Cisco CSR

Cisco’s Corporate Social Responsibility group wanted to present a complex pair of reports at the World Economic Forum in Davos, Switzerland.

City Flow

What is it like to be inside a spreadsheet of global geoData? How does it feel to step inside a dot?

Hamlet

All 170,000 characters of Hamlet in a 3D text sculpture. How does it feel to fly through a universe of ideas?

FLOW Immersive = Everyday VR

A new information experience

Flows are presentations and data stories using Virtual Reality (VR) on the Web. You can fully immerse your audience into your information, pushing the boundaries of user experience. All with the universal accessibility of the Web.

Information experiences that stick

Flat-screen media is the problem: memory creation is tightly linked to spatial context. Stickiness is mission critical to generate sales, make decisions, share big news, or fund-raise.

See how FLOW helps your message stick.

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Everyday VR

What is Everyday VR? Simple to use, easily revised, live content flow.
FLOW makes it possible for you to deploy on a daily basis.

Brain Science

It’s just science.

Spatial content is persuasive and memorable.

Easy

Your ideas are all you need.

Like PowerPoint, you don’t need to start with 3D Modelling or shooting 360 video.

Wide Reach

The global web is your audience.

Browsers, phones, VR headsets, it’s all good.

Import existing media

Start with whatever you have.

No need to start with 3D modelling or 360 video production.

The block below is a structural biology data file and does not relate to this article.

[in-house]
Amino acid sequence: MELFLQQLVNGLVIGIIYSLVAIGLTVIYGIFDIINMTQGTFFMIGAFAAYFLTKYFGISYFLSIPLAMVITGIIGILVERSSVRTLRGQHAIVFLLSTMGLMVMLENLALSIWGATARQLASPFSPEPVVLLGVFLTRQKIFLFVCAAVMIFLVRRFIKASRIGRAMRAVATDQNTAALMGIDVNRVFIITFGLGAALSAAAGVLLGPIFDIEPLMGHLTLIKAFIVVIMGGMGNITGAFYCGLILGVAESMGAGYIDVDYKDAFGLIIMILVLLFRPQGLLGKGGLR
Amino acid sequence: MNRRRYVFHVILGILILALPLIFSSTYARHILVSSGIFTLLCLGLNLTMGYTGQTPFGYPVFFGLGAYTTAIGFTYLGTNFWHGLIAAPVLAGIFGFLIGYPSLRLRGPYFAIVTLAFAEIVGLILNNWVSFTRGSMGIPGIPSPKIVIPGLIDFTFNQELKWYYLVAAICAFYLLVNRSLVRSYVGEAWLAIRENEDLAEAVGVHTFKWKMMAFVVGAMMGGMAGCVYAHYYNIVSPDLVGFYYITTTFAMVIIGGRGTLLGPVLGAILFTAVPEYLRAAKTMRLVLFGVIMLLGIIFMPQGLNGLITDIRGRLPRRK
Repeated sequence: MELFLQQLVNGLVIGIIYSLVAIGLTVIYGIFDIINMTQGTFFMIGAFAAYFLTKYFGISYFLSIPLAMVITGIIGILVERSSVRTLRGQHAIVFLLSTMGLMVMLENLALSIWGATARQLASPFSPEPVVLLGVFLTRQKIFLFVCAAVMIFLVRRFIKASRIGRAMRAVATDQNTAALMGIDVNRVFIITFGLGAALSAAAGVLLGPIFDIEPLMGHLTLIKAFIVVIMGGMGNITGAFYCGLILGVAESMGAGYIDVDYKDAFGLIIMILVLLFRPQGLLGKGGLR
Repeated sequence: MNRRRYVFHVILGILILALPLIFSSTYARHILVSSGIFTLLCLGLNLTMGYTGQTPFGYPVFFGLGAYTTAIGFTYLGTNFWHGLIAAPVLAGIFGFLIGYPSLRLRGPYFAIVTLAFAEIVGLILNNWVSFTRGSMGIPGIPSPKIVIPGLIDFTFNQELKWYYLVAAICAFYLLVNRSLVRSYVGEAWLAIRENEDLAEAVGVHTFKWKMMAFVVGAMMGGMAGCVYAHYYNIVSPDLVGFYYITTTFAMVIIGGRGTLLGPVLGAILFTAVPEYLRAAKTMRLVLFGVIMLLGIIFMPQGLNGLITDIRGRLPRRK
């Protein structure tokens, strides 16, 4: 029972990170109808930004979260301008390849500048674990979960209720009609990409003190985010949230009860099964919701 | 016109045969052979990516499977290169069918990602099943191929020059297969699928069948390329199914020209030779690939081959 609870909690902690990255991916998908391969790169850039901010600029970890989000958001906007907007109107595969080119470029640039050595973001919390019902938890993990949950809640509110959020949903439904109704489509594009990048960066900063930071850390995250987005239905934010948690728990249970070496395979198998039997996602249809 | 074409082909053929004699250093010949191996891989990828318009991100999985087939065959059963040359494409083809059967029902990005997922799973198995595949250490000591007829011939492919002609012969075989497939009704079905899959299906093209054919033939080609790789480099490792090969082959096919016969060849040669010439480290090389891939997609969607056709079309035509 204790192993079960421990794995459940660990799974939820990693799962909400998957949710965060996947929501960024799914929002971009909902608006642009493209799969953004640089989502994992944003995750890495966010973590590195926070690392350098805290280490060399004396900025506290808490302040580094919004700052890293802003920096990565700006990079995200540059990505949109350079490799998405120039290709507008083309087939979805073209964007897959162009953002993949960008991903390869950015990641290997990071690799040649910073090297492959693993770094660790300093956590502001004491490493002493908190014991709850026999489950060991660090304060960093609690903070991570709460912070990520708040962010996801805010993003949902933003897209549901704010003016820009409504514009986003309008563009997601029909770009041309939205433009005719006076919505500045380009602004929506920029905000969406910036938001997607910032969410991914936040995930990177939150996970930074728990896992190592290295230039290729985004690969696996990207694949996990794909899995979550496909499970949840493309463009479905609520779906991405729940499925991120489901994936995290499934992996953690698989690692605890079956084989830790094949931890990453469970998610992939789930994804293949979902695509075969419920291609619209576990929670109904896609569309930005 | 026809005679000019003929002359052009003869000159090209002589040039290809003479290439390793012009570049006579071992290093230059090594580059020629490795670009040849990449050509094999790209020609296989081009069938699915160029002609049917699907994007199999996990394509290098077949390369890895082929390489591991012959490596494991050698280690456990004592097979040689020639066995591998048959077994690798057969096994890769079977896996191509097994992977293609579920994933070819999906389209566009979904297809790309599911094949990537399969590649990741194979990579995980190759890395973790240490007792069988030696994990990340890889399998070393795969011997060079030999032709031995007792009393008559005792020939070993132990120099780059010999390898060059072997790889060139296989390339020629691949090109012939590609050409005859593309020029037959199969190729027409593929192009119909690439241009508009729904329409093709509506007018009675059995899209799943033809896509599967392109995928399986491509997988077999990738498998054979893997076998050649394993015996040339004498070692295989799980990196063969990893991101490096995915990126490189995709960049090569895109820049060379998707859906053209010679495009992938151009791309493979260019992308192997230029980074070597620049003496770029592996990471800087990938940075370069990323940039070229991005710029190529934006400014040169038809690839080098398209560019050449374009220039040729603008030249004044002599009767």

How to get started?

Create your own Flow VR with the Flow Editor
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Let our design partners do the work
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Trusted by Global Brands

The world’s leading brands are powering their presentations and reports with Flow.

We’re excited to be mentioned by Charlie Fink in Forbes!

Here’s the full paragraph:

At VR Toronto in 2017, I was introduced to Marc-Olivier LePage, co-founder of Vrvana, who took me aside and gave me an impromptu demo of their proprietary HMD, Totem, which has a 120 degree (not a typo) field of view. Ninety days later they were acquired by Apple for thirty million dollars. This year it was Mike Pell, my friend and fellow author from the Microsoft Garage, who introduced me to Jason Marsh, who had a Gear VR in his hands to show a demo of text-heavy 3-D data visualization experience using the SaaS (software as a service) model called Flow.

Charlie Fink and reading deconstructed “Hamlet” created by Jason Marsh and Flow in the hallway at AWE.

Instead of data, however, Marsh used the script of “Hamlet” to show how deconstructing text completely changes its meaning. Lines float independently in space, out of order, although the whole text is always available for reference. You can walk or teleport into an endless 3D sculpture garden of words. Making VR experiences using Flow, Marsh says, is [as easy as] using PowerPoint. Using WebVR, the Flow Editor can create for any VR platform. “Flow changes your relationship to data,” he told me. “It’s a superior form of communication because it touches that part of the brain that perceives it not as words but as dimensional, graphic objects.” One of the best things about conferences is serendipity.

Supercharge your presentations and make them stick